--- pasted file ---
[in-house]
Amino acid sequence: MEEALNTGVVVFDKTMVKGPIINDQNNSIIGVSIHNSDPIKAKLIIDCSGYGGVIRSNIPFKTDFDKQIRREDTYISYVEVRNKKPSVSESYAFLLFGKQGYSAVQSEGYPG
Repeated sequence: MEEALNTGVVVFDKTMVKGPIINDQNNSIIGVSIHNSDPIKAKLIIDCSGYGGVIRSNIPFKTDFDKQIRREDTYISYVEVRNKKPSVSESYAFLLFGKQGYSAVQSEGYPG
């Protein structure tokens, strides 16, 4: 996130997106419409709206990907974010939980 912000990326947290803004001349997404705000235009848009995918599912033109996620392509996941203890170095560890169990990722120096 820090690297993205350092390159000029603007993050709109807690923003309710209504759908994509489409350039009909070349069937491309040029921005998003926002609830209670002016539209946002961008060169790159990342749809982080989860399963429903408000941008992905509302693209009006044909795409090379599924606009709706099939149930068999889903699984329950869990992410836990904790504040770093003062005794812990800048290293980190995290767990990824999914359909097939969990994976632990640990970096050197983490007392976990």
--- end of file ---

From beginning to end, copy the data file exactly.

[in-house]
Amino acid sequence: MEEALNTGVVVFDKTMVKGPIINDQNNSIIGVSIHNSDPIKAKLIIDCSGYGGVIRSNIPFKTDFDKQIRREDTYISYVEVRNKKPSVSESYAFLLFGKQGYSAVQSEGYPG
Repeated sequence: MEEALNTGVVVFDKTMVKGPIINDQNNSIIGVSIHNSDPIKAKLIIDCSGYGGVIRSNIPFKTDFDKQIRREDTYISYVEVRNKKPSVSESYAFLLFGKQGYSAVQSEGYPG
């Protein structure tokens, strides 16, 4: 996130997106419409709206990907974010939980 912000990326947290803004001349997404705000235009848009995918599912033109996620392509996941203890170095560890169990990722120096 820090690297993205350092390159000029603007993050709109807690923003309710209504759908994509489409350039009909070349069937491309040029921005998003926002609830209670002016539209946002961008060169790159990342749809982080989860399963429903408000941008992905509302693209009006044909795409090379599924606009709706099939149930068999889903699984329950869990992410836990904790504040770093003062005794812990800048290293980190995290767990990824999914359909097939969990994976632990640990970096050197983490007392976990």